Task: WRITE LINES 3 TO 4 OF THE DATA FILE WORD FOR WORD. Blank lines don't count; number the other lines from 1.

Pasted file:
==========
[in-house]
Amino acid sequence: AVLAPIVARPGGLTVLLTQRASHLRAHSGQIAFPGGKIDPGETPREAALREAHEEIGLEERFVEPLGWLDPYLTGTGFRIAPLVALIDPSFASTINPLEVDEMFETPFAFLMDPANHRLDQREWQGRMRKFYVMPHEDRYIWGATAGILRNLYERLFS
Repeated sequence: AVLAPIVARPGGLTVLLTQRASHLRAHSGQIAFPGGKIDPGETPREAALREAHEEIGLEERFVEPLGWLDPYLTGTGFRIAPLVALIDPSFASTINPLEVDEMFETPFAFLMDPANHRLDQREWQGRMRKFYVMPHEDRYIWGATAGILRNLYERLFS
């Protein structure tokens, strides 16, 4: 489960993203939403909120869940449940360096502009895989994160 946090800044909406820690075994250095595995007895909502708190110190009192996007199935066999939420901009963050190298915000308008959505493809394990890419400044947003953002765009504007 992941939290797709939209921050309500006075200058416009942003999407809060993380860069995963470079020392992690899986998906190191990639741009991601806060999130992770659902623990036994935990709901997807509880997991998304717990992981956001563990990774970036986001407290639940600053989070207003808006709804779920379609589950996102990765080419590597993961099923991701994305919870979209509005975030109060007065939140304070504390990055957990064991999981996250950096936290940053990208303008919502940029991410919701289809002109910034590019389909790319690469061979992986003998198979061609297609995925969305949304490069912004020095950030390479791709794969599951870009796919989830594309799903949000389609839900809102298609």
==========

Repeated sequence: AVLAPIVARPGGLTVLLTQRASHLRAHSGQIAFPGGKIDPGETPREAALREAHEEIGLEERFVEPLGWLDPYLTGTGFRIAPLVALIDPSFASTINPLEVDEMFETPFAFLMDPANHRLDQREWQGRMRKFYVMPHEDRYIWGATAGILRNLYERLFS
């Protein structure tokens, strides 16, 4: 489960993203939403909120869940449940360096502009895989994160 946090800044909406820690075994250095595995007895909502708190110190009192996007199935066999939420901009963050190298915000308008959505493809394990890419400044947003953002765009504007 992941939290797709939209921050309500006075200058416009942003999407809060993380860069995963470079020392992690899986998906190191990639741009991601806060999130992770659902623990036994935990709901997807509880997991998304717990992981956001563990990774970036986001407290639940600053989070207003808006709804779920379609589950996102990765080419590597993961099923991701994305919870979209509005975030109060007065939140304070504390990055957990064991999981996250950096936290940053990208303008919502940029991410919701289809002109910034590019389909790319690469061979992986003998198979061609297609995925969305949304490069912004020095950030390479791709794969599951870009796919989830594309799903949000389609839900809102298609």